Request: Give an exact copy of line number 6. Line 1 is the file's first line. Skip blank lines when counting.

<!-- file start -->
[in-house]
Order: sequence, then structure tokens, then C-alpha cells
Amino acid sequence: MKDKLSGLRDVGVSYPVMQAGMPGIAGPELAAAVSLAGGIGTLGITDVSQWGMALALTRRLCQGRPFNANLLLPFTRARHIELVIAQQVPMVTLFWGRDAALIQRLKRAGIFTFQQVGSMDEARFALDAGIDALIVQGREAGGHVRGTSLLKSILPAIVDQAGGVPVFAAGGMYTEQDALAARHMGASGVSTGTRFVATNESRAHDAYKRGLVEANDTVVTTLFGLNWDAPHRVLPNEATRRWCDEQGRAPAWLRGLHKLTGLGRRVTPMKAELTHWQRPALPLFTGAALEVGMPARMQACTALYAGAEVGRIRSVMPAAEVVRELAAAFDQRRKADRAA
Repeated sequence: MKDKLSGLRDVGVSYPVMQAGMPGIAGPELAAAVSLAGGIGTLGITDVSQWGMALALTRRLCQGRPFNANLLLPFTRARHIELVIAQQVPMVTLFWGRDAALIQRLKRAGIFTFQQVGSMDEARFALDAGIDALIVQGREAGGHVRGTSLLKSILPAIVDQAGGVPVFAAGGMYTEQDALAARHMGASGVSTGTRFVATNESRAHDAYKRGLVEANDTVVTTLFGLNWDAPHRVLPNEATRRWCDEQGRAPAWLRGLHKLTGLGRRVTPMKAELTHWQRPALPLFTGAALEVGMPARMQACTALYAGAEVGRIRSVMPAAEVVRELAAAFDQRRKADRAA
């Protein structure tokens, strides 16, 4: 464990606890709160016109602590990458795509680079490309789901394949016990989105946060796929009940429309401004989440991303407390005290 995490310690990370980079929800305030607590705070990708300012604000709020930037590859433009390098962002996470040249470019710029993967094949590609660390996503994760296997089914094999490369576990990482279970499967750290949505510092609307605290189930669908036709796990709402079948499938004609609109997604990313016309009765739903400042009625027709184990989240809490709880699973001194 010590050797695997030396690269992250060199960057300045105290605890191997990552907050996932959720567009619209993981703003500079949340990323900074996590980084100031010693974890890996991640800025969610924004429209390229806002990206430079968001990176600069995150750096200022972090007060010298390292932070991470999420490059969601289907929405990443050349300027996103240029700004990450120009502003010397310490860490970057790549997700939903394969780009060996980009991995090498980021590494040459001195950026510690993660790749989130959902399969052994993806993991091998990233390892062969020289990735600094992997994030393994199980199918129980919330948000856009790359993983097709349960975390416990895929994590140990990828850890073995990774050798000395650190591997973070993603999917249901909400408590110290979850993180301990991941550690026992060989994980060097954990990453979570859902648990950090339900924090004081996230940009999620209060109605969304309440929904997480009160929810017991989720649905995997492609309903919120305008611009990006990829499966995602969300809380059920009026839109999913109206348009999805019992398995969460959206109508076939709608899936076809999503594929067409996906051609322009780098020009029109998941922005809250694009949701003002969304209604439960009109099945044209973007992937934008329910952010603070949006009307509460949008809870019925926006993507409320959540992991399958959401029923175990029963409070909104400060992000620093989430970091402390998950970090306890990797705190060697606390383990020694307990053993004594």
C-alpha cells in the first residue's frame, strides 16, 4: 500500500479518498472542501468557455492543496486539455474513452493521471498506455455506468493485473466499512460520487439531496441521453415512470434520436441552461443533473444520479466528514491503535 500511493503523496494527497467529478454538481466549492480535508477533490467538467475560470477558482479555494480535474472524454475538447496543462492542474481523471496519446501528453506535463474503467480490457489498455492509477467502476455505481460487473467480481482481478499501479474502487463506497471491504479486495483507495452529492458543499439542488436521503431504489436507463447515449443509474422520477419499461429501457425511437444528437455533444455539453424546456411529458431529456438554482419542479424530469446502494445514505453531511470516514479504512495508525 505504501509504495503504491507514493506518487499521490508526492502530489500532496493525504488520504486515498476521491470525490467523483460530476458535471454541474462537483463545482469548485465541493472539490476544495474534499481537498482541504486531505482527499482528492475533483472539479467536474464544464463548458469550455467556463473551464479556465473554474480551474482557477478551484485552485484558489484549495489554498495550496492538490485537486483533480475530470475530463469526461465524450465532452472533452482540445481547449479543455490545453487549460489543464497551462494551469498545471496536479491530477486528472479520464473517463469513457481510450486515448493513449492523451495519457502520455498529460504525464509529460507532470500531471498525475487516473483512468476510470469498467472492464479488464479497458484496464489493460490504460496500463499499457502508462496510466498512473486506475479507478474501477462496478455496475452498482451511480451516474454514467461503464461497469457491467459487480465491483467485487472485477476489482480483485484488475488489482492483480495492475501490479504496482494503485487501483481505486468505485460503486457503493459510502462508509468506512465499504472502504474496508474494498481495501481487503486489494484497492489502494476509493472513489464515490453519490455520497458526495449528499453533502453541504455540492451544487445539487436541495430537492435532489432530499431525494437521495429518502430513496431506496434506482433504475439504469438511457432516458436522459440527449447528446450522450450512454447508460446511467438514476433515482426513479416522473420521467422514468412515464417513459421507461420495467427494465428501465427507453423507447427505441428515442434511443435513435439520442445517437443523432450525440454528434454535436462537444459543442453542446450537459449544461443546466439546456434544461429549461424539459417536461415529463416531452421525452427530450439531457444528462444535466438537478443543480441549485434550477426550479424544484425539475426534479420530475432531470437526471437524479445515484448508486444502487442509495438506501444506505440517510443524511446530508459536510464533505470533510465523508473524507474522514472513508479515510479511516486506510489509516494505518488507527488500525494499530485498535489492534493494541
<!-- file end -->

C-alpha cells in the first residue's frame, strides 16, 4: 500500500479518498472542501468557455492543496486539455474513452493521471498506455455506468493485473466499512460520487439531496441521453415512470434520436441552461443533473444520479466528514491503535 500511493503523496494527497467529478454538481466549492480535508477533490467538467475560470477558482479555494480535474472524454475538447496543462492542474481523471496519446501528453506535463474503467480490457489498455492509477467502476455505481460487473467480481482481478499501479474502487463506497471491504479486495483507495452529492458543499439542488436521503431504489436507463447515449443509474422520477419499461429501457425511437444528437455533444455539453424546456411529458431529456438554482419542479424530469446502494445514505453531511470516514479504512495508525 505504501509504495503504491507514493506518487499521490508526492502530489500532496493525504488520504486515498476521491470525490467523483460530476458535471454541474462537483463545482469548485465541493472539490476544495474534499481537498482541504486531505482527499482528492475533483472539479467536474464544464463548458469550455467556463473551464479556465473554474480551474482557477478551484485552485484558489484549495489554498495550496492538490485537486483533480475530470475530463469526461465524450465532452472533452482540445481547449479543455490545453487549460489543464497551462494551469498545471496536479491530477486528472479520464473517463469513457481510450486515448493513449492523451495519457502520455498529460504525464509529460507532470500531471498525475487516473483512468476510470469498467472492464479488464479497458484496464489493460490504460496500463499499457502508462496510466498512473486506475479507478474501477462496478455496475452498482451511480451516474454514467461503464461497469457491467459487480465491483467485487472485477476489482480483485484488475488489482492483480495492475501490479504496482494503485487501483481505486468505485460503486457503493459510502462508509468506512465499504472502504474496508474494498481495501481487503486489494484497492489502494476509493472513489464515490453519490455520497458526495449528499453533502453541504455540492451544487445539487436541495430537492435532489432530499431525494437521495429518502430513496431506496434506482433504475439504469438511457432516458436522459440527449447528446450522450450512454447508460446511467438514476433515482426513479416522473420521467422514468412515464417513459421507461420495467427494465428501465427507453423507447427505441428515442434511443435513435439520442445517437443523432450525440454528434454535436462537444459543442453542446450537459449544461443546466439546456434544461429549461424539459417536461415529463416531452421525452427530450439531457444528462444535466438537478443543480441549485434550477426550479424544484425539475426534479420530475432531470437526471437524479445515484448508486444502487442509495438506501444506505440517510443524511446530508459536510464533505470533510465523508473524507474522514472513508479515510479511516486506510489509516494505518488507527488500525494499530485498535489492534493494541